State anxiety impairs attentional control when other sources of control are minimal
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KünyeBooth, R. W., & Peker, M. (2016). State anxiety impairs attentional control when other sources of control are minimal. Cognition and Emotion, advance online publication 1(8), http://dx/.doi.org/10.1080/02699931.2016.1172474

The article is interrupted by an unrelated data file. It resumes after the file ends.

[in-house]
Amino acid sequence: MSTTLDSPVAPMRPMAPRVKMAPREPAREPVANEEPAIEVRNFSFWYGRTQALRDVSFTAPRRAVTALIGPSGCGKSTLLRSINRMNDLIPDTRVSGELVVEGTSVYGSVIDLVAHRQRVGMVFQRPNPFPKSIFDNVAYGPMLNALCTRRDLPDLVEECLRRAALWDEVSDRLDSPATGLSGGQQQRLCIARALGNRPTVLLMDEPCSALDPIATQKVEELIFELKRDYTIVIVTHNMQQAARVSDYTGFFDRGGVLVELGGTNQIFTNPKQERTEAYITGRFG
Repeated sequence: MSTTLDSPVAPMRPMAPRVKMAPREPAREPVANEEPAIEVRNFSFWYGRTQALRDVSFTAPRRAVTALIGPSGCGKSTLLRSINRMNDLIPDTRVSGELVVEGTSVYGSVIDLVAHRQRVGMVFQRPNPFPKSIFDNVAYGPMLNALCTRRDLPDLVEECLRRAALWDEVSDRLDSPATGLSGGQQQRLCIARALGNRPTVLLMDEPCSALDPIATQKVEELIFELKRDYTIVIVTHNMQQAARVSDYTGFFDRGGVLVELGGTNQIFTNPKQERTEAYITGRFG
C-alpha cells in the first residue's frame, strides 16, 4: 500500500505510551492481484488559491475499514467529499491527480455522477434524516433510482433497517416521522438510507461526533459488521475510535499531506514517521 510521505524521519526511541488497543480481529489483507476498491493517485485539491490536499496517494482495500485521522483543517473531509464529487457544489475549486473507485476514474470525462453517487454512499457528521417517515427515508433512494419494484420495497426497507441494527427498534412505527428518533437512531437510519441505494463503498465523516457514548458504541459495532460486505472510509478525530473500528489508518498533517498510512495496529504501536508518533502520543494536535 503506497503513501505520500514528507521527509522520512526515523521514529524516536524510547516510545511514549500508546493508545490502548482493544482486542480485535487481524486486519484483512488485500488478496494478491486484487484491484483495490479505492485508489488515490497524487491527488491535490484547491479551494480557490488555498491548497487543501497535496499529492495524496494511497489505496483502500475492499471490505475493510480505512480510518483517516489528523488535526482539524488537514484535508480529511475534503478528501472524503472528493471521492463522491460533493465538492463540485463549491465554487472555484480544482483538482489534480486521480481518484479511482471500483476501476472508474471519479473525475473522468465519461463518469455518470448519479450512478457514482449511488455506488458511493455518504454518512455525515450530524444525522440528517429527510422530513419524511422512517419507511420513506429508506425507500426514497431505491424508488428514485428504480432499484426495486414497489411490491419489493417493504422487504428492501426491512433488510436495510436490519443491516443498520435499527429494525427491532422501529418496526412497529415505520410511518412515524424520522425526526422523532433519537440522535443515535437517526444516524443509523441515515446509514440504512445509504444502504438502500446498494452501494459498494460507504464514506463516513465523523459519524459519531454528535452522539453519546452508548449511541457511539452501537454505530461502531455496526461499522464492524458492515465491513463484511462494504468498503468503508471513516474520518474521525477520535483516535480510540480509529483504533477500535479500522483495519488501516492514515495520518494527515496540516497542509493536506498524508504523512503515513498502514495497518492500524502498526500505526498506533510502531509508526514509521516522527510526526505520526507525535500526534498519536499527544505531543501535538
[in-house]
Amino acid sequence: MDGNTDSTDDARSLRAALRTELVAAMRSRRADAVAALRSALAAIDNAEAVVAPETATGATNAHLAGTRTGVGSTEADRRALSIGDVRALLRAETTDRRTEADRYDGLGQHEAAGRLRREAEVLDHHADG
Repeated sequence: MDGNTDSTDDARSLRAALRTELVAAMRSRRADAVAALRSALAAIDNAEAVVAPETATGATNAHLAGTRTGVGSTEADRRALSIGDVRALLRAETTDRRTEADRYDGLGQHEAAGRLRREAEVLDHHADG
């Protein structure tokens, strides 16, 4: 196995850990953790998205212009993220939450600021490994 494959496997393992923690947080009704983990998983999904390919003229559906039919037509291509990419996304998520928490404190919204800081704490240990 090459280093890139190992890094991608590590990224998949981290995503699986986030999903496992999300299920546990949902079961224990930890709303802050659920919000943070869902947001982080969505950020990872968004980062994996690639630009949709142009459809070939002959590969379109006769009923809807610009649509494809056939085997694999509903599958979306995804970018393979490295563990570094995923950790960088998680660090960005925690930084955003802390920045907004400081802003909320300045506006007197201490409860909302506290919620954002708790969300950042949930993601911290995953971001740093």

Research suggests anxiety impairs attentional control; however, this effect has been unreliable. We argue that anxiety’s impairment of attentional control is subtle, and can be obscured by other non-emotional sources of control. We demonstrate this by examining conflict adaptation, an enhancement in attentional control following a trial with high conflict between distracter and target stimuli. Participants completed a Stroop task featuring incongruent (e.g. RED in green font; high-conflict) and control (e.g. +++ in green font; low-conflict) trials. More state-anxious participants showed greater Stroop interference following control trials, but interference was uniformly low following incongruent trials. This suggests state anxiety can impair attention, but other sources of top-down control – such as conflict adaptation – can easily overcome this impairment. This is consistent with recent theories of anxious cognition and shows that anxiety researchers must attend to the dynamics and sources of attentional control.